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This week on Drink in the Movies Michael & Taylor discuss their First Impressions of Vivos & State Funeral and the Documentary Titles: Man with a Movie Camera, Making Waves: The Art of Cinematic Sound, and Ex Libris: The New York Public Library.

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Streaming links for titles this episode

The Man with a Movie Camera on Kanopy

Making Waves: The Art of Cinematic Sound on Hoopla, Tubi TV, and Prime Video

Ex Libris: The New York Public Library on Kanopy

Episode 95: RoboCop / Starship Troopers / Miami Vice

“I don’t underestimate audiences’ intelligence. Audiences are much brighter than media gives them credit for. When people went to a movie once a week in the 1930s and that was their only exposure to media, you were required to do a different grammar.”

Michael Mann

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This week on Drink in the Movies Michael & Taylor discuss their First Impressions of Project Power & She Dies Tomorrow and the Feature Films: RoboCop, Starship Troopers, and Miami Vice.

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Streaming links for titles this episode

RoboCop is currently available on Prime Video

Starship Troopers is currently available on Tubi TV

Miami Vice is currently available to rent or purchase

Episode 94: Rescreening The Thin Red Line

“I film quite a bit of footage, then edit. Changes before your eyes, things you can do and things you can’t. My attitude is always ‘let it keep rolling.”

Terrence Malick

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This week on Drink in the Movies Michael & Taylor Rescreen Terrence Malick’s The Thin Red Line and provide a First Impression on their next Rescreening episode title, Sidney Lumet’s Dog Day Afternoon.

The Thin Red Line Trailer

The Thin Red Line is currently available to rent and purchase digitally

Drink in the Movies would like to thank PODGO for sponsoring this episode. You can explore sponsorship opportunities and start monetizing your podcast by signing up for an account here. If you do please let them know we sent you, it helps us out too!

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1BR

Written by Michael Clawson

50/100

Shortly after moving to Los Angeles in hopes of a fresh start with only her cute cat Giles for companionship (don’t get too attached, Giles doesn’t last long), Sarah (Nicole Brydon Bloom), a soft-spoken twenty-something, is lucky enough to quickly land a one bedroom at an apartment complex where it appears she’ll enjoy the company of highly sociable neighbors. A lively and welcoming community is just what Sarah needs since not only is she new in town, she’s also bitterly estranged from her father after her mother’s recent passing, and we gather that mom and dad were her only close family. Loneliness, however, is better than what Sarah’s tightly knit neighbors ultimately have in store for her. Pain and suffering turns out to be a prerequisite for becoming a part of their cult-like community, and leaving isn’t any easier.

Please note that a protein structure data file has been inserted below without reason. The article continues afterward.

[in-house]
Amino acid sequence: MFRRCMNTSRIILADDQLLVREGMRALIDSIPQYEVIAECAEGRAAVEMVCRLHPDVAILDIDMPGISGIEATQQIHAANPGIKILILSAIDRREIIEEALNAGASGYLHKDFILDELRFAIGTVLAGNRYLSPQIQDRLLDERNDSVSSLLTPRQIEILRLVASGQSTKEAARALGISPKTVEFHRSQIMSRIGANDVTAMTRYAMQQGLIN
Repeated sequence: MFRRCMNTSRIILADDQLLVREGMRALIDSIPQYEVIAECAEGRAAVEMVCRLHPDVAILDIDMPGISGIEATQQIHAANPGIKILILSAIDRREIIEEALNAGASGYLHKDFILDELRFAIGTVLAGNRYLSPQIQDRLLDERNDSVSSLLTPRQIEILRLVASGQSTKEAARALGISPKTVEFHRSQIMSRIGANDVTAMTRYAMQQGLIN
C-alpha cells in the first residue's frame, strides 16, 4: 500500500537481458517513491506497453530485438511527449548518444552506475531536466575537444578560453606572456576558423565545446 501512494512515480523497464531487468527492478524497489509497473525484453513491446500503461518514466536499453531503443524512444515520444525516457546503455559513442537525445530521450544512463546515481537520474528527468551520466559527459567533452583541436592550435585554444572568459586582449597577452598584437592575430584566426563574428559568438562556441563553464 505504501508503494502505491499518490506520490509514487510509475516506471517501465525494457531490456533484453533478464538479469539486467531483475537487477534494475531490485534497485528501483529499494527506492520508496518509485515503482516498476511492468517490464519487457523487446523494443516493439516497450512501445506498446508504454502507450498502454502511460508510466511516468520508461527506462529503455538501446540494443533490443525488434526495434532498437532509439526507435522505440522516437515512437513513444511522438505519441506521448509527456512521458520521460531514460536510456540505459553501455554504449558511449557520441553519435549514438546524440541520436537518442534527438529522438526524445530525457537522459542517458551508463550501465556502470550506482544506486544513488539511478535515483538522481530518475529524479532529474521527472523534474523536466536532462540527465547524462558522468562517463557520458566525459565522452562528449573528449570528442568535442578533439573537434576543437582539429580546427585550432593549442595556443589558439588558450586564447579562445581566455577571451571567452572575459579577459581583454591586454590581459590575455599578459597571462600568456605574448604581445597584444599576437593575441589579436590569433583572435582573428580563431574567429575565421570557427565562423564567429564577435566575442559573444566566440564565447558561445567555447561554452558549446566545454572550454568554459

Bloom’s lackluster lead performance is one reason why this mediocre thriller doesn’t amount to as much as it should. Sarah is meant to be somewhat meek—that’s partly why her property manager identifies her as a suitable tenant—but Bloom overplays it, and doesn’t bring enough energy to the role. The rest of the cast also disappoints; when the sinister side of everyone around is Sarah is eventually unveiled, it’s not just unconvincing, it’s eyerolling. Writer/director David Marmor (this is his debut feature) does have good instincts for pacing. His freshest move is placing the film’s major revelation towards the middle of the movie, and focusing on Sarah’s response to her disturbing, imprisoning situation in the back half. Far less impressive is Marmor’s visual creativity. The film is fairly engaging, but there’s nothing interesting to look at.

1BR Trailer

1BR is currently available on Netflix

Episode 93: Preston Sturges: Easy Living / The Lady Eve / Sullivan’s Travels

“When the last dime is gone, I’ll sit on the curb outside with a pencil and a ten cent notebook and start the whole thing over again.”

Preston Sturges

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This week on Drink in the Movies Michael & Taylor discuss their First Impressions of Undine & Babyteeth and the Preston Sturges Films: Easy Living, The Lady Eve, and Sullivan’s Travels.

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There are no streaming links for titles this episode

The Lady Eve and Sullivan’s Travels are currently available to rent or purchase digitally

Easy Living is not currently available

You can read Michael’s review of Easy Living here.

Easy Living (1937)

Written by Michael Clawson

90/100

A comedy of coincidence causing chaos and one great big misunderstanding, with an enjoyably balanced combination of slapstick and screwball. Fed up with his wife’s extravagant spending, J.B. Ball, a oafish banker with a fortune as big as his ego, tosses his wife’s newly purchased sable coat off their roof. It happens to land on Jean Arthur’s Mary Smith, a single working girl without much money of her own, who thereafter is mistaken by various folks as Ball’s mistress. One of those folks is Mr. Louis Louis, the proprietor of an upscale hotel at risk of being foreclosed on by Ball, and who thinks he can stay in business by putting Smith (whom he presumes is Ball’s mistress) up in one of his rooms. 

The very first gag – Ball tripping and tumbling down a set of stairs – had me worried the humor would be too broad for my taste, but I was mistaken. It‘s plenty amusing. Edward Arnold and Luis Alberni as Ball and Luis respectively are very funny; Ball’s often looking hella confused and frustrated, while Louis mistakenly thinks he’s solved his problem. While Mitchell Leisen’s direction is more or less just point-and-shoot, it doesn’t need to be much more than that since the physical gags are cleverly and energetically executed, and Sturges’ witty screenplay offers many laughs. Even better than the accumulation of individual jokes is the joy in watching Arthur’s Mary revel in the luxuries of the rich. With sparkling tulle dresses, a lavish hotel suite, meals on the house, and of course that new coat, Mary couldn’t more pleased, and Arthur sweetly conveys her delight. A solid Sunday matinee.

Easy Living (1937) Full Movie

Easy Living is not currently available to purchase or rent digitally. The above link is a YouTube upload of the full film.